Our investment expert views: Global Equities

By Amit Lodha, Portfolio Manager, Fidelity Global Equities Fund

2018 started on a strong note for global equities, boosted by a supportive macroeconomic backdrop, moderately rising inflation, tightening labour markets, positive corporate earnings outlook and the confirmation of a major tax reform in the US. The increased confidence amongst corporates is also evidenced in the heightened merger & acquisition (M&As) deal activity this year. Globally, M&As have totalled close to $2 trillion year-to-date, mainly on the back of strengthening corporate balance sheets and a need to invest in disruptive technologies across sectors. Our anticipation is that this pace will only increase, with specific focus on the pharmaceutical and technology sectors.  

Despite a seemingly benign backdrop, the last few months have been characterised by a spike in market volatility. Higher US wage growth led to fears of faster interest rate hikes by the US Federal Reserve (Fed), while concerns over the US administration’s approach to global trade, especially relating to ongoing trade frictions with China; and tensions in the Korean peninsula also hampered market sentiment. Investors were also concerned over the implications of the political turmoil in Italy and Spain on the Eurozone.  

At a regional level, the outlook for US equities appears positive, with the passage of the tax reform bill. Business optimism remains high and the capital expenditure cycle, triggered by tax savings by corporates, augurs well for economic expansion. Our focus remains on bottom-up stock picking, so the regional weightings of the portfolio are not necessarily a reflection of our top-down view of the markets. However, from a valuation perspective, regions outside the US appear relatively more favourable and the recent sell off in emerging markets has also thrown up some interesting opportunities.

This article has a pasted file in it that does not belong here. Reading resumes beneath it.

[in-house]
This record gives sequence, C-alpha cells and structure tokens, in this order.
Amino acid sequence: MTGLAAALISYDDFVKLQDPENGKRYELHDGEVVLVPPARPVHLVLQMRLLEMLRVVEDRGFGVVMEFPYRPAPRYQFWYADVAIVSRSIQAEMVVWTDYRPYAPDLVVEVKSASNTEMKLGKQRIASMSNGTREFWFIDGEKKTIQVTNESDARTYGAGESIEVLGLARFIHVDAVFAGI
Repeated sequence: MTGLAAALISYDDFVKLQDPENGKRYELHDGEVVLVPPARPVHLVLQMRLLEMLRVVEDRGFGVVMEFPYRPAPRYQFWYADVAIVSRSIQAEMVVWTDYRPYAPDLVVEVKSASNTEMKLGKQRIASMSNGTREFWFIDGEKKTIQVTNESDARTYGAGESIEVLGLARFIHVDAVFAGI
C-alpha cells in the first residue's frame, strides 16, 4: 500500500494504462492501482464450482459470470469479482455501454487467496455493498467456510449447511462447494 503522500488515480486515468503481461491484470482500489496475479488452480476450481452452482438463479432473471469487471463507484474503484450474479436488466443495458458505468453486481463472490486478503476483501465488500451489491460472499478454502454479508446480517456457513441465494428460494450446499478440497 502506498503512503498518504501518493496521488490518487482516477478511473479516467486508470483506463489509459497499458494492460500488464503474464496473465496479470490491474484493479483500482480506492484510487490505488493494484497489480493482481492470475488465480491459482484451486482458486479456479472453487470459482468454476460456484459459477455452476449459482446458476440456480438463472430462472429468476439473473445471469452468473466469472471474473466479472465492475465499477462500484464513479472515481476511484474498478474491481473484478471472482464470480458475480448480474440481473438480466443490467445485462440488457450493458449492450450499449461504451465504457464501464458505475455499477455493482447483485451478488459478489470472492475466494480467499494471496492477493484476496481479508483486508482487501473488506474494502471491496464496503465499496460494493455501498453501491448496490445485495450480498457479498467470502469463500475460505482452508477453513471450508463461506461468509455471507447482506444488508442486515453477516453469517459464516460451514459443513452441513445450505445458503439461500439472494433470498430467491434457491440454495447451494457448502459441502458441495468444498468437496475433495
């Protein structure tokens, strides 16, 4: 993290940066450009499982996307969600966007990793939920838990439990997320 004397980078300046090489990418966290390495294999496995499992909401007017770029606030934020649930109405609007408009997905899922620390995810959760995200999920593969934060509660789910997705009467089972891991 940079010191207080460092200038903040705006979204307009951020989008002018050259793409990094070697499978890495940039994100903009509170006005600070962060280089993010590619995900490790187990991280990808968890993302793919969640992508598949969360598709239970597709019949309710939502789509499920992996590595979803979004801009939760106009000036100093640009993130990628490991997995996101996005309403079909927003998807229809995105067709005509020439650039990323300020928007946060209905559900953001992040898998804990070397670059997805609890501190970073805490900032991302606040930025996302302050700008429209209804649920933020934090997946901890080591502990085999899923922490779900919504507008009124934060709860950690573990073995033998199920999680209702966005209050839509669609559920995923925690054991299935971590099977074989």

Meanwhile, despite increased market volatility and Brexit-related concerns this year, UK stocks remain attractive from a historical valuation perspective and a weak sterling has provided a tailwind for large-cap exporters – an area where the fund has been overweight. 

In Japan, despite the slowdown in GDP growth in the first quarter, the economy is likely to return to growth this quarter led by strong overseas demand, although trade frictions, rising oil prices and geopolitical factors pose immediate risks to the export-reliant economy. 

Overall, given the above macro uncertainties, we continue to believe that stock-specific fundamentals will remain the key driver of equity returns. Consequently, the portfolio continues to focus on companies that demonstrate strong pricing power, are led by talented management teams and are available at reasonable valuations. Our aim is to link all the information globally and leverage Fidelity’s global research capabilities to identify the best ideas and investment opportunities, with an eye on quality, sustainability of returns and predictability of expected returns.

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